42. An unreported judgment dated 1st day of March, 1984, of the High Court of Madras, in the case of S. Nagalingam v. State of Tamil Nadu (W.M.P. Nos. 1680, 1778, 1779, 1825, 1839 and 1897 to 1907 of 1984 in W. P. Nos. 1072, 1128, 1129, 1156, 1163 and 1201 to 1211 of 1984), was produced by both the learned Advocates for the parties. Mr. Gooptu claimed that in view of such determination, it can be safely held and observed that lottery tickets would be 'goods' within the meaning of the said Act as amended the more as when the definition (sic) of 'goods' under the said Act is in effect in pari materiel with the definition of. 'goods' under the concerned Tamil Nadu Act and more particularly when 'goods' under that Act means all kinds of movable property (other than newspapers, actionable claims, stocks and shares and securities) and includes all materials, commodities and articles including the goods (as goods or in some other form) involved in the execution of a works contract or those goods to be used in the fitting out, improvement or repair of movable property and all growing crops, grass or things attached to, or forming part of the land which are agreed to be severed before sale or under the contract of sale. In that case, under Section 59(1) of T. N. Act 1 of 1959, by item No. 163, 'lottery tickets' was added to the First Schedule by the concerned G. O. P. No, 77, Commecial Taxes and Religious Endowments, dated 28th January, 1984. The said Government order was published in the Tamil Nadu Gazette on 28th January, 1984, and the same was proceeded by another notification, whereby earlier Notifications Nos. 75 of 1969, 148 of 1970 and 149 of 1970 were repealed. The exemption of the levy of tax which was so long enjoyed and existed in respect of lottery tickets was revoked by the Government order as referred to above. Thus, sales tax having been levied now on lottery tickets, the writ petitions as indicated hereinbefore, were filed and pending disposal of them, prayers were made for the stay of imposition of the taxes and the point which arose for consideration was whether lottery ticket is 'goods' or not.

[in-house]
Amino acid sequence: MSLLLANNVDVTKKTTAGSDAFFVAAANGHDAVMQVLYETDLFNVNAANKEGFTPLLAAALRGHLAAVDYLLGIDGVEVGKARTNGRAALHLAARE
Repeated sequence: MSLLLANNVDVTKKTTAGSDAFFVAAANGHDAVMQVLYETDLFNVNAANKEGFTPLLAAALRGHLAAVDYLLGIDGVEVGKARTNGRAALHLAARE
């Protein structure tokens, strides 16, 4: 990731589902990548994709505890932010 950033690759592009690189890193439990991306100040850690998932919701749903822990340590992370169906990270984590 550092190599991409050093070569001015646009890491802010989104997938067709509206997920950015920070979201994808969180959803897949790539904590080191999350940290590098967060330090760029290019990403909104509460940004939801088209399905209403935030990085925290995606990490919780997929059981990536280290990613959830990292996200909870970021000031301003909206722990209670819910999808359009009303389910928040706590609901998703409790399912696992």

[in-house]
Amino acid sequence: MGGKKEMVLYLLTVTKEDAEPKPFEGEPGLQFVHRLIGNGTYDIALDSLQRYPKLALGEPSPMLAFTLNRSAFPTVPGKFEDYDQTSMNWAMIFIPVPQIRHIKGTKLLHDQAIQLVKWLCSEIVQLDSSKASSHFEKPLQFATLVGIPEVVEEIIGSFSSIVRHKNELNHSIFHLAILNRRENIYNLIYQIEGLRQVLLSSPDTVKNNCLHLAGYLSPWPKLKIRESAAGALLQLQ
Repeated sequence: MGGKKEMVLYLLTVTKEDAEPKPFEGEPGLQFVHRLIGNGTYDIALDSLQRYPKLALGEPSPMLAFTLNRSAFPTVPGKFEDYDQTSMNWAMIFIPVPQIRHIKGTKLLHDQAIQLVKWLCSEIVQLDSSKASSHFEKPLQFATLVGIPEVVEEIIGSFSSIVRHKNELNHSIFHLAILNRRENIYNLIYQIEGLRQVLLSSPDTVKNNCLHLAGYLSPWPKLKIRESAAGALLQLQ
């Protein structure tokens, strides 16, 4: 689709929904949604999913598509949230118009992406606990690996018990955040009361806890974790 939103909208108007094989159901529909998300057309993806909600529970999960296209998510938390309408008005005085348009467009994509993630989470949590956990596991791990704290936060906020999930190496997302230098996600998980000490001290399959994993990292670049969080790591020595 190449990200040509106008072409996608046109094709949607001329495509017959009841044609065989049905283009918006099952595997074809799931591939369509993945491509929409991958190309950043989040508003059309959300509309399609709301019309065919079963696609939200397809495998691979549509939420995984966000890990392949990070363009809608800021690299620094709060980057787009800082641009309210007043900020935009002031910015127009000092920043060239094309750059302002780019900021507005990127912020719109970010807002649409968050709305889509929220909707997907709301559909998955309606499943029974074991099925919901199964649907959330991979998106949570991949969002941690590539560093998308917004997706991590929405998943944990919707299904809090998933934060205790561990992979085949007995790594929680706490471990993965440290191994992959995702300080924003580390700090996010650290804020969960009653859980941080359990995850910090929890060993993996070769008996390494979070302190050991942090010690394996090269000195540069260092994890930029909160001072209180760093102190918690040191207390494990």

43. On the basis of the definition of 'actionable claim' or in respect of Section 3 of the Transfer of Property Act, Section 2(7) of the Sale of Goods Act and Article 366(12) of the Constitution of India wherein 'goods' is defined as including all materials, commodities and articles, which was also the claim in this case, it was contended in that case that no levy of tax could be imposed. In that case, like that of the case before us it was contended that in view of the facts and definition as indicated above, an incorporeal right was involved and checked with gambling element only and nothing more, lottery ticket could not be treated as 'goods' and the more so when the same is not a movable property. In the case of Commissioner of Sales Tax, Madhya Pradesh, Indore v. Madhya Pradesh Electricity Board : [1969]2SCR939 , which case was referred to in the unreported decision of the Madras High Court as indicated hereinbefore, which was also referred by Mr. Gooptu in this case, the Supreme Court has observed that electricity is 'goods' within the meaning of the definition in Section 2(d) of the Act of 1947 and Section 2(g) of the Act of 1958. The term 'movable property' when considered with reference to 'goods' as defined for the purposes of sales tax cannot be taken in a narrow sense and merely because electric energy is not tangible or cannot be moved or touched like, e. g., a piece of wood or a book, it cannot cease to be movable property when it has also the attributes of such property. Electricity is capable of abstraction, consumption and use and it can be transmitted, transferred, delivered, stored, possessed, etc. In the C. P. and Berar Sales Tax Act, which was considered in that case by the Supreme Court, Section 2(d) has defined 'goods' as all kinds of movable property other than actionable claims and includes all materials, articles and commodities, whether or not to be used in the construction, fitting out, improve-